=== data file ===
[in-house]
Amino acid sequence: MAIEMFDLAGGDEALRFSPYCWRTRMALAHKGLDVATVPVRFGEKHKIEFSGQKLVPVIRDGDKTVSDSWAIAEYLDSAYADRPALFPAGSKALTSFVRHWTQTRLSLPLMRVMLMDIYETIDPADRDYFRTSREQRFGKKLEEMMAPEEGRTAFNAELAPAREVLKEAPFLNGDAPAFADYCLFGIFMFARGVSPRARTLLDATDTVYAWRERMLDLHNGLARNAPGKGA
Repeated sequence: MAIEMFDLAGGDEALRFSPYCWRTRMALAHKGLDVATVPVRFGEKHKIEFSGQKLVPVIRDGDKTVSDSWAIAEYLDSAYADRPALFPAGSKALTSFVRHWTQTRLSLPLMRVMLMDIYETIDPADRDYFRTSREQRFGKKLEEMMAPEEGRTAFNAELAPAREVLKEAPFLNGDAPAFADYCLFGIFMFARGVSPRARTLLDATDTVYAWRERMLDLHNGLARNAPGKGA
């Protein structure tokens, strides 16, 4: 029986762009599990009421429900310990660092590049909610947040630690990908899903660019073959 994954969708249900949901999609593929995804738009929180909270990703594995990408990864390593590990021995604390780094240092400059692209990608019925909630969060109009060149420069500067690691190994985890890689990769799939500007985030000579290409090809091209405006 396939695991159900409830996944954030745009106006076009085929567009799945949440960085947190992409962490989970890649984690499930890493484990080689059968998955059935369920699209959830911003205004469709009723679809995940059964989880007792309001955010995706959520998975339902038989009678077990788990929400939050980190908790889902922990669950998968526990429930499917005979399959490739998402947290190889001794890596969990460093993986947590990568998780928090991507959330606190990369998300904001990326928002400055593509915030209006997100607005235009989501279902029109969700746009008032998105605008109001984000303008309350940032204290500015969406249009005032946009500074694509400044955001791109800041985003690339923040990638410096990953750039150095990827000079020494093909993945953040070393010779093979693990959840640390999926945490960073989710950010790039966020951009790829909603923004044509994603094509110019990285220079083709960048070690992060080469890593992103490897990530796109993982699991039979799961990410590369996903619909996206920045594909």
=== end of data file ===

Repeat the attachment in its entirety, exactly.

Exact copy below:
[in-house]
Amino acid sequence: MAIEMFDLAGGDEALRFSPYCWRTRMALAHKGLDVATVPVRFGEKHKIEFSGQKLVPVIRDGDKTVSDSWAIAEYLDSAYADRPALFPAGSKALTSFVRHWTQTRLSLPLMRVMLMDIYETIDPADRDYFRTSREQRFGKKLEEMMAPEEGRTAFNAELAPAREVLKEAPFLNGDAPAFADYCLFGIFMFARGVSPRARTLLDATDTVYAWRERMLDLHNGLARNAPGKGA
Repeated sequence: MAIEMFDLAGGDEALRFSPYCWRTRMALAHKGLDVATVPVRFGEKHKIEFSGQKLVPVIRDGDKTVSDSWAIAEYLDSAYADRPALFPAGSKALTSFVRHWTQTRLSLPLMRVMLMDIYETIDPADRDYFRTSREQRFGKKLEEMMAPEEGRTAFNAELAPAREVLKEAPFLNGDAPAFADYCLFGIFMFARGVSPRARTLLDATDTVYAWRERMLDLHNGLARNAPGKGA
């Protein structure tokens, strides 16, 4: 029986762009599990009421429900310990660092590049909610947040630690990908899903660019073959 994954969708249900949901999609593929995804738009929180909270990703594995990408990864390593590990021995604390780094240092400059692209990608019925909630969060109009060149420069500067690691190994985890890689990769799939500007985030000579290409090809091209405006 396939695991159900409830996944954030745009106006076009085929567009799945949440960085947190992409962490989970890649984690499930890493484990080689059968998955059935369920699209959830911003205004469709009723679809995940059964989880007792309001955010995706959520998975339902038989009678077990788990929400939050980190908790889902922990669950998968526990429930499917005979399959490739998402947290190889001794890596969990460093993986947590990568998780928090991507959330606190990369998300904001990326928002400055593509915030209006997100607005235009989501279902029109969700746009008032998105605008109001984000303008309350940032204290500015969406249009005032946009500074694509400044955001791109800041985003690339923040990638410096990953750039150095990827000079020494093909993945953040070393010779093979693990959840640390999926945490960073989710950010790039966020951009790829909603923004044509994603094509110019990285220079083709960048070690992060080469890593992103490897990530796109993982699991039979799961990410590369996903619909996206920045594909």